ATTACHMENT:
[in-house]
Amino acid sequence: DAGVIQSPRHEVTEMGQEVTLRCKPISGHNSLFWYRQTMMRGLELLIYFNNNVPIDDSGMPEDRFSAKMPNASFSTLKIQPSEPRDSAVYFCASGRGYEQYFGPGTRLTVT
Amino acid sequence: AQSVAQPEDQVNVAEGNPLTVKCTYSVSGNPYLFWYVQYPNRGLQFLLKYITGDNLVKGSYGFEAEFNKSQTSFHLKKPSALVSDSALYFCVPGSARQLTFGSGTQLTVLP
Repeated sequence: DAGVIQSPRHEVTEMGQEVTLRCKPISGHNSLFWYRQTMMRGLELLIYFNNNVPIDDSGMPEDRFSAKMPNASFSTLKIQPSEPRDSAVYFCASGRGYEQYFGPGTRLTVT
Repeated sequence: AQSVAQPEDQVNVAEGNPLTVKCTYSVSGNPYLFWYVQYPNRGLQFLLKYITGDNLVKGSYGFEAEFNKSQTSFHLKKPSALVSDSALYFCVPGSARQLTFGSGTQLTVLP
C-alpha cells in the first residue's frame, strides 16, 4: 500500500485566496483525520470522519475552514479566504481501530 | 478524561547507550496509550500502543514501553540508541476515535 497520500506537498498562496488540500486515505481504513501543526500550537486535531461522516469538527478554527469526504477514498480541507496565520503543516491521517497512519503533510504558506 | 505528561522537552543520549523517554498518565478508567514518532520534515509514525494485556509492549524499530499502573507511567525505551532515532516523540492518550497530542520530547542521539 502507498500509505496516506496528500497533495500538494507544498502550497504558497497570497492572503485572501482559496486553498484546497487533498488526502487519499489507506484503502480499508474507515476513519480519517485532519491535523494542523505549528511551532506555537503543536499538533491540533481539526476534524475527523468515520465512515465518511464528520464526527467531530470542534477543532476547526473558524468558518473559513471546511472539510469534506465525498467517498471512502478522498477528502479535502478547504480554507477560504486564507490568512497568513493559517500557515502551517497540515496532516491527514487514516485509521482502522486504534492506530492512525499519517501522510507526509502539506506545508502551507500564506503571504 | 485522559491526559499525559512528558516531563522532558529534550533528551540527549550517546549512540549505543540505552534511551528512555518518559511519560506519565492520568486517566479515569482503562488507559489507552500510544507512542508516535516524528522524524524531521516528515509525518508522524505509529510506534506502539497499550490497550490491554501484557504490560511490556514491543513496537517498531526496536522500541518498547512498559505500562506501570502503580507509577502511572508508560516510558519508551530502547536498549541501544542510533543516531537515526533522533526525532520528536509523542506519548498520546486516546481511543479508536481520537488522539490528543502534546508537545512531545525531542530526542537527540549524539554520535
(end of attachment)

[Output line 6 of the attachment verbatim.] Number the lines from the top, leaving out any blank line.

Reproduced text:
C-alpha cells in the first residue's frame, strides 16, 4: 500500500485566496483525520470522519475552514479566504481501530 | 478524561547507550496509550500502543514501553540508541476515535 497520500506537498498562496488540500486515505481504513501543526500550537486535531461522516469538527478554527469526504477514498480541507496565520503543516491521517497512519503533510504558506 | 505528561522537552543520549523517554498518565478508567514518532520534515509514525494485556509492549524499530499502573507511567525505551532515532516523540492518550497530542520530547542521539 502507498500509505496516506496528500497533495500538494507544498502550497504558497497570497492572503485572501482559496486553498484546497487533498488526502487519499489507506484503502480499508474507515476513519480519517485532519491535523494542523505549528511551532506555537503543536499538533491540533481539526476534524475527523468515520465512515465518511464528520464526527467531530470542534477543532476547526473558524468558518473559513471546511472539510469534506465525498467517498471512502478522498477528502479535502478547504480554507477560504486564507490568512497568513493559517500557515502551517497540515496532516491527514487514516485509521482502522486504534492506530492512525499519517501522510507526509502539506506545508502551507500564506503571504 | 485522559491526559499525559512528558516531563522532558529534550533528551540527549550517546549512540549505543540505552534511551528512555518518559511519560506519565492520568486517566479515569482503562488507559489507552500510544507512542508516535516524528522524524524531521516528515509525518508522524505509529510506534506502539497499550490497550490491554501484557504490560511490556514491543513496537517498531526496536522500541518498547512498559505500562506501570502503580507509577502511572508508560516510558519508551530502547536498549541501544542510533543516531537515526533522533526525532520528536509523542506519548498520546486516546481511543479508536481520537488522539490528543502534546508537545512531545525531542530526542537527540549524539554520535